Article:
Will the Dow Jones Recover in 2023? Here's What History Shows.

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The Dow Jones Industrial Average could perhaps be nicknamed the “Down Jones” after its performance last year. The blue chip index fell nearly 8.8%, the third-worst decline so far in the 21st century.

Investors are certainly hoping that better days lie ahead. But will the Dow Jones recover in 2023? Here’s what history shows.



Gold bear and bull figurines on top of a newspaper showing stock information.


© Getty Images
Gold bear and bull figurines on top of a newspaper showing stock information.

An encouraging pattern

The past doesn’t dictate the future. However, there certainly are lessons to be learned by looking back. And there’s some good news for investors: The history of the Dow Jones reveals an encouraging pattern after declines like the one experienced in 2022.

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Charles Dow, the founder of Dow Jones & Company and editor of The Wall Street Journal, created the Dow Jones Industrial Average in 1896. The following table shows how the index performed in the year following a decline of 8.8% or more since its inception.

Year Dow Jones Decline Performance in the Next Year
1903 (23.61%) 41.74%
1907 (37.73%) 46.64%
1910 (17.86%) 0.39%
1913 (10.34%) (5.43%)
1917 (21.71%) 10.51%
1920 (32.90%) 12.72%
1929 (17.17%) (33.77%)
1930 (33.77%) (52.67%)
1931 (52.67%) (23.07%)
1932 (23.07%) 66.69%
1937 (32.82%) 28.06%
1940 (12.72%) (15.38%)
1941 (15.38%) 7.61%
1957 (12.77%) 33.96%
1960 (9.34%) 18.71%
1962 (10.81%) 17.00%
1966 (18.94%) 15.20%
1969 (15.19%) 4.82%
1973 (16.58%) (27.57%)
1974 (27.57%) 38.32%
1977 (17.27%) (3.15%)
1981 (9.23%) 19.60%
2002 (16.76%) 25.32%
2008 (33.84%) 18.82%

Data source: Slickcharts.com.

In its entire 126-year history, the Dow has fallen by as much as it did in 2022 only 24 other times. And the index declined in the following year only seven times. Investors will no doubt like their odds with the Dow gaining in 70% of all years following a 2022-level or worse decline.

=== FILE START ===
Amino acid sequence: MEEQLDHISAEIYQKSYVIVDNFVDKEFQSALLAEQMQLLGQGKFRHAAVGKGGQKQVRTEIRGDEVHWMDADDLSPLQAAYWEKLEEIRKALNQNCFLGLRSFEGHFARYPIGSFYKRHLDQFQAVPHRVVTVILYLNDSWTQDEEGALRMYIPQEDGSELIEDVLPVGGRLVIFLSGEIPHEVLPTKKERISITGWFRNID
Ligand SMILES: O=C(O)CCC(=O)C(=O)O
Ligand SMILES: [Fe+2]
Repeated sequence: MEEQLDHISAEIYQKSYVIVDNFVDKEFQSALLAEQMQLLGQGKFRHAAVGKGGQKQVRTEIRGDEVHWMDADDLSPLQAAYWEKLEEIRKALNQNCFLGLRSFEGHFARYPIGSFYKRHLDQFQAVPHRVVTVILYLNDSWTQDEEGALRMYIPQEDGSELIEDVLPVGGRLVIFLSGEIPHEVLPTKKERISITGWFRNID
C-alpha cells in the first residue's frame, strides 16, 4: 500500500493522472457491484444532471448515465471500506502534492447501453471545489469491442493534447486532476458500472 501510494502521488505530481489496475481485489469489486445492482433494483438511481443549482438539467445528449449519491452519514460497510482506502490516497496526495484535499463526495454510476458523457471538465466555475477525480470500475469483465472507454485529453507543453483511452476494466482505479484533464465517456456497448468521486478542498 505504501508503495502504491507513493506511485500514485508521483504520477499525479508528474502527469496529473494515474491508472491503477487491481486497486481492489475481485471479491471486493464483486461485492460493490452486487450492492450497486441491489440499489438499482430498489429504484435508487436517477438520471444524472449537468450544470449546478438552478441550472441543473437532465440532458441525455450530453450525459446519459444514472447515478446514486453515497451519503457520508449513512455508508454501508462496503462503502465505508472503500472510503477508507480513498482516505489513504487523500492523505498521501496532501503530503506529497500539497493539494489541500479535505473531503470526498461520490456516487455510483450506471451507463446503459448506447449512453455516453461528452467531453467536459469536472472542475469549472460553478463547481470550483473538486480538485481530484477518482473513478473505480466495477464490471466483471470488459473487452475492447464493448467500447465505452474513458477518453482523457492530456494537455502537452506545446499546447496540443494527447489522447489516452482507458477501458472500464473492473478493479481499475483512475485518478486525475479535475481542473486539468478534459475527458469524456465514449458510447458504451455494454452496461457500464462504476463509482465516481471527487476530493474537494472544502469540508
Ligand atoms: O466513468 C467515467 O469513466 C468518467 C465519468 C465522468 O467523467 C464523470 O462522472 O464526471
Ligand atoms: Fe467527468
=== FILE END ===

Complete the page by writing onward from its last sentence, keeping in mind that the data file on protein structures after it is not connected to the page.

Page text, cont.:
There’s also good news with the magnitude of the subsequent gains. The average return for the Dow Jones Industrial Average in years after a decline of at least 8.8% is 16.7%.

Examining the exceptions

But is our current market environment more like the 70% of periods when the Dow bounced back after a big decline or more like the 30% of periods when it didn’t? Let’s examine those exceptions.

The first major Dow Jones decline with a drop in the subsequent year occurred in 1913. But the Federal Reserve Board wasn’t established until Dec. 23 of that year. It’s a waste of time to compare how the market performed before the central bank was created versus after the Fed began to flex its power.

The next three cases where the Dow fell in the year after a big drop were during the early part of the Great Depression. Even if the U.S. economy enters a recession in 2023, most economists think it will be a relatively mild one.

Next, we have the steep Dow Jones sell-off in 1940. This sell-off occurred near the beginning of World War II. Although there are ongoing military conflicts in the world today (notably including the Russian invasion of Ukraine), it’s fair to say that 2023 doesn’t have a lot in common with 1940 or 1941. 

Fast-forward to 1973. OPEC’s oil embargo caused an economic shock for the U.S., with the Dow tumbling then and into the following year. High oil prices also played a role in the back-to-back Dow drops in 1977 and 1978. If inflation continues to rise in 2023, it’s possible that the environment could parallel the ’70s in some ways. However, many experts project that inflation will decline this year rather than move higher. 

What Wall Street thinks

Our current market and economic situations don’t appear to closely match the previous periods when the Dow Jones fell in the year after a steep decline. And for what it’s worth, most analysts on Wall Street think that stocks will recover at least to some extent in 2023.

However, analysts can be (and often are) wrong. And history doesn’t always repeat itself. The reality is that we won’t know for sure if the Dow Jones will recover until the bell rings at the market close on the last trading day of the year.

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